His inks are non-toxic.  I have more Robert Oster inks
than any other brand. Why?  Because no other brand
has the spectacular mix of pigments within a color,
which gives even his simplest inks such beauty to with which to sketch and paint that it is a shame to waste them on writing!

His bottles are not the most beautiful, but I am happy
they are environmentally friendly bottles, created
from recycled chemical waste! This matters to me;
I started with fountain pens to stop the plastic pen trash.
I can get the fattest pen into them to refill on the go.
Yes, they are a bit tippy.  I don’t care.
His inks make up for all that.

Robert Oster does not use boxes.  As mine all go into the trash, I am happy not to cut down a tree for a box around a bottle!

I bought  Robert Oster Midnight Sapphire ink at Vanness;
click here to see my Robert Oster inks.

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Rona2: Cat Play

I don’t know what we’d do without the cats…
Mitchell and I each bring different things to the play.

I build forts;
Mitchell does Willie Mays.

Crinkly paper that comes in Chewy boxes, and the Give a Crap boxes,
with an old chair that sat in rain for too long and
was a jungle gym for the siblings when they first came to us.
These forts have to be changed every few days or they get bored.
These guys LOVE change, more to explore.

“Willie Mays” is a story for another time.


This old mouse was retired when Jai and Kamala and Sammy died.
A well loved mouser whose legs are unraveling,
memories of many amazing playful nights, attached to the end of a stick.

©D. Katie Powell.
My images/blog posts may be reposted; please link back  to dkatiepowellart.

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Process Ink Painting, Tips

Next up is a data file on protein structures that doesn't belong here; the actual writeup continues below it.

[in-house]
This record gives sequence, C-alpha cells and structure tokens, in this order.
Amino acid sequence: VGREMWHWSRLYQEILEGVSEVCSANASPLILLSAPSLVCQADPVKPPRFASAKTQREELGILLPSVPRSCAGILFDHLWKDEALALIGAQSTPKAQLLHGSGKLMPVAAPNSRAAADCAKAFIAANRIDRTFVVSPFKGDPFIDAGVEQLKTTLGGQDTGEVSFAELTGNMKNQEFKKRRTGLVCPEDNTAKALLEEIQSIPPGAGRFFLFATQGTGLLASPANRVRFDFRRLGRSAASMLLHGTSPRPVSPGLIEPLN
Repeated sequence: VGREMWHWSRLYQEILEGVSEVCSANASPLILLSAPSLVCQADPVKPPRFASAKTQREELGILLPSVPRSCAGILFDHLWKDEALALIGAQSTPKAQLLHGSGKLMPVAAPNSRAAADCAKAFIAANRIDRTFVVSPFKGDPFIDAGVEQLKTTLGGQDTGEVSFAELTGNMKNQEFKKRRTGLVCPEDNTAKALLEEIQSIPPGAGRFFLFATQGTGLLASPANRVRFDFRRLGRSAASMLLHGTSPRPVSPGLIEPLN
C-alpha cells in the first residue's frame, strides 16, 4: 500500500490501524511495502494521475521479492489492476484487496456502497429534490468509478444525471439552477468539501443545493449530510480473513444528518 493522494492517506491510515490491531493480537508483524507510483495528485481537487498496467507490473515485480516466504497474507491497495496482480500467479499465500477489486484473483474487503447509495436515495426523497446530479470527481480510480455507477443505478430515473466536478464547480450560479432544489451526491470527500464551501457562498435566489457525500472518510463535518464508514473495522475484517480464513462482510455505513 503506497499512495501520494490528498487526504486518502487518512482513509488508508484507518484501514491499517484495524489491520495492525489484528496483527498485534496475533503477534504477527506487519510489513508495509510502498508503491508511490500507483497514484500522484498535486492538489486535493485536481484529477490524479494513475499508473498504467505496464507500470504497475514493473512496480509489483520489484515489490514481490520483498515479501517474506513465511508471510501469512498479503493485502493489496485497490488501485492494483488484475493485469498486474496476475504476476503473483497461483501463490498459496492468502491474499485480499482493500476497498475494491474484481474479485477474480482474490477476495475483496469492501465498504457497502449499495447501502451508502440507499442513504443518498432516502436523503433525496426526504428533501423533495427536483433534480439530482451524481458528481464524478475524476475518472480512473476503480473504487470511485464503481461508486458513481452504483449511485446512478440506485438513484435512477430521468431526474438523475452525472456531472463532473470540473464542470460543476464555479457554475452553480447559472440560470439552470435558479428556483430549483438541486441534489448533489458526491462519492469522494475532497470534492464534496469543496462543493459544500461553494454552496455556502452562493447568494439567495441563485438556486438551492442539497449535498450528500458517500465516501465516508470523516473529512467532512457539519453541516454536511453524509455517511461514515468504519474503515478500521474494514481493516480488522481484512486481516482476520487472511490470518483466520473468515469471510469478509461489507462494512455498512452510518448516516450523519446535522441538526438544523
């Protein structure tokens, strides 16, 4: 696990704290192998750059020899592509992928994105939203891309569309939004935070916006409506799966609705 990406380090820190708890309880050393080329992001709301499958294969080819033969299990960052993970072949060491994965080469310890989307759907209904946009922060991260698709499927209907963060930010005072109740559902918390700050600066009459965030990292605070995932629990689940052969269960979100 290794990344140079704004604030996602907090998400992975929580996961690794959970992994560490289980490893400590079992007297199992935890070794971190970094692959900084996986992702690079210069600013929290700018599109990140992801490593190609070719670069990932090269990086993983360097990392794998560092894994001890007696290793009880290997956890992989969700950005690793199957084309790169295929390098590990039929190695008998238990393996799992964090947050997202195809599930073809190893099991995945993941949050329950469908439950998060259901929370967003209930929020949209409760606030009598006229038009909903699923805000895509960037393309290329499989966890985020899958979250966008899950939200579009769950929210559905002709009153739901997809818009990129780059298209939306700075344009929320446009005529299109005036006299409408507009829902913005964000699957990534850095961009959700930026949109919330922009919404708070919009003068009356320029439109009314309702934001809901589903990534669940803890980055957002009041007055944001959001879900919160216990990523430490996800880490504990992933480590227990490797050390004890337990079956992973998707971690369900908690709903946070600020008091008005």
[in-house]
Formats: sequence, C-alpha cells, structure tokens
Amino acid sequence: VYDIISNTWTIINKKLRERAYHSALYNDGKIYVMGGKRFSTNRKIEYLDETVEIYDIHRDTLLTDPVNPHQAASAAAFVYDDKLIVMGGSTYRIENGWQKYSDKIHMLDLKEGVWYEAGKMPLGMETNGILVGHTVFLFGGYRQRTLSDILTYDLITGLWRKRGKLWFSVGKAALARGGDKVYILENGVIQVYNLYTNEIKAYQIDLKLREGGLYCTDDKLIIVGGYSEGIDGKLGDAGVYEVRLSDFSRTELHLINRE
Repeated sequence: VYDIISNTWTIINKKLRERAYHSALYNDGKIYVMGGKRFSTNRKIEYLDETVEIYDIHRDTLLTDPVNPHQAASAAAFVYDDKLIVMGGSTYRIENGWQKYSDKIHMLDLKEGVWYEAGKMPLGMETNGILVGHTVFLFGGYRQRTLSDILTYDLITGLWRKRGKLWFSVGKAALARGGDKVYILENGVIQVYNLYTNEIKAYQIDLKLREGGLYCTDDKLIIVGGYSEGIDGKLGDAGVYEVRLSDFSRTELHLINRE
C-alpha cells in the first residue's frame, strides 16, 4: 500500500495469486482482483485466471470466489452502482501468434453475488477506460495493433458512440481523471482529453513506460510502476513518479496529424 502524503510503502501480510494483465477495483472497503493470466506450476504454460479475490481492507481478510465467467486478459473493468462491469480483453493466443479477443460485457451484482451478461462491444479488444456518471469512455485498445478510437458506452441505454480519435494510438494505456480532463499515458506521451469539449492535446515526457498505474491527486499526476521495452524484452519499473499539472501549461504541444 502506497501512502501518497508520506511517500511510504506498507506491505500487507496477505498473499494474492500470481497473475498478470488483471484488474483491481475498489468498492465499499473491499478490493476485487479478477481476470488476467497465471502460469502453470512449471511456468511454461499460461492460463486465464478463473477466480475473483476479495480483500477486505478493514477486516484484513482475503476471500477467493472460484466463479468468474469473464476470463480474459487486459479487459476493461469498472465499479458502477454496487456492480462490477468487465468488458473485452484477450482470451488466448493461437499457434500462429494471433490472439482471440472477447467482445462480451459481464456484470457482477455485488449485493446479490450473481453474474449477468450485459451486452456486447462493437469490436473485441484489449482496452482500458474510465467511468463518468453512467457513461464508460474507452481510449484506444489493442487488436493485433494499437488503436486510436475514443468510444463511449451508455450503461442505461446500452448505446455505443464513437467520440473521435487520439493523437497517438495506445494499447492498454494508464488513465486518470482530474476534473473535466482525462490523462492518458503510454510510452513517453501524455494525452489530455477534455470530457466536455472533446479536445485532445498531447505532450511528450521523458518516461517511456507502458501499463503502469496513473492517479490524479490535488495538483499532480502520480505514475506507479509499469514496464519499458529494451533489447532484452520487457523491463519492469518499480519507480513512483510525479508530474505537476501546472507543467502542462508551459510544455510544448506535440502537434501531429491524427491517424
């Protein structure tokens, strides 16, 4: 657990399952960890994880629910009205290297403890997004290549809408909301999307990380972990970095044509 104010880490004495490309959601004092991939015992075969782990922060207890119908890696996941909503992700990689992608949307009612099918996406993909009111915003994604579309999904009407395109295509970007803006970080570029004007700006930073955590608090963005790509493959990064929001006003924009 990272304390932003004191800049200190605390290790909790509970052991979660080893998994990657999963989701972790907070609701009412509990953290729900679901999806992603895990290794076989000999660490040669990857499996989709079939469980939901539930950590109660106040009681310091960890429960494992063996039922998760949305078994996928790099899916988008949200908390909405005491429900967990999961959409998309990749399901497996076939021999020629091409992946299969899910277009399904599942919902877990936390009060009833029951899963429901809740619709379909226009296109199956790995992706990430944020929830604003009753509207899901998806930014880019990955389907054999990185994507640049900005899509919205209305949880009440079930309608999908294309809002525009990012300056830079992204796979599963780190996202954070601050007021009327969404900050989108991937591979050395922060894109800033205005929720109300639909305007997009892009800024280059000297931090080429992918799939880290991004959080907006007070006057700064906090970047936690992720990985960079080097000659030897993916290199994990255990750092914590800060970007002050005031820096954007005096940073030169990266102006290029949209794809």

For Maureen!!

I haven’t time to do a video but I decided to publish this now and not wait…
more tips for painting with ink.

Above, I simple use a Pentel Aquash waterbrush filled with water,
and touched the Robert Oster Emerald ink on the top or undersides of
my TWSBI Eco 1.1, then ran it along the DRY paper edge (#1) and
then pulled it down without squeezing and it naturally dilutes with water.
Then before it was completely dry, I went back in with much more ink on my brush
and created the reflection of the trees in the lake.

After that was dry, I sketched the trees…
Note that the ink will go through watercolor paper much faster than watercolors,
so I sketched several layers keep it from going through.
Finally, I touched my waterbrush with a bit more ink on the tips
and filled in select areas of the front trees.

This took about 15 minutes without drying times, and woudl be a good practice.
A very very fast little sketch, used by me to test inks.


This is a totally different protocol.  The paper was wet for the diluted lighter wash.
WET, as in, wet it once then came back and wet it again just before I started.
I touched the Pentel Aquash waterbrush to my Platignum pen to pick up Robert Oster Green Lime ink, and created the lightest value of the green. 

I let that dry, then added the darkest “wash” on dry paper (#1).
Just like with watercolors, I play around and get to know the inks I am painting with… Are they waterproof?  resistant?  fully soluble? 
It is important because you want to know what flexibility you have!
In this case, Green Lime ink is extremely soluble… This means that I can fully erase a line, which becomes important a bit later as I changed my  sketch.

In #2 I added Fineline Masking Fluid to save the pale areas of the cut lime.
Let it thoroughly dry!  I was happy happy when I found out
it works just as well (so far) for inks as it does for watercolors!

#3 shows the third value of the same ink, and now this takes a bit of practice to get just the right amount of ink (very little) on your brush and move it so that you have the  right color all around the drawing.  Soluble ink works best for this.

After drying I removed the masking fluid…

I needed to change the
shape of the cut lime
(I’d started with one idea then changed it) and this is where soluble inks rule… #4-#5 I was able to go over the old ink,
add to the line of my
new dark Green Lime ink.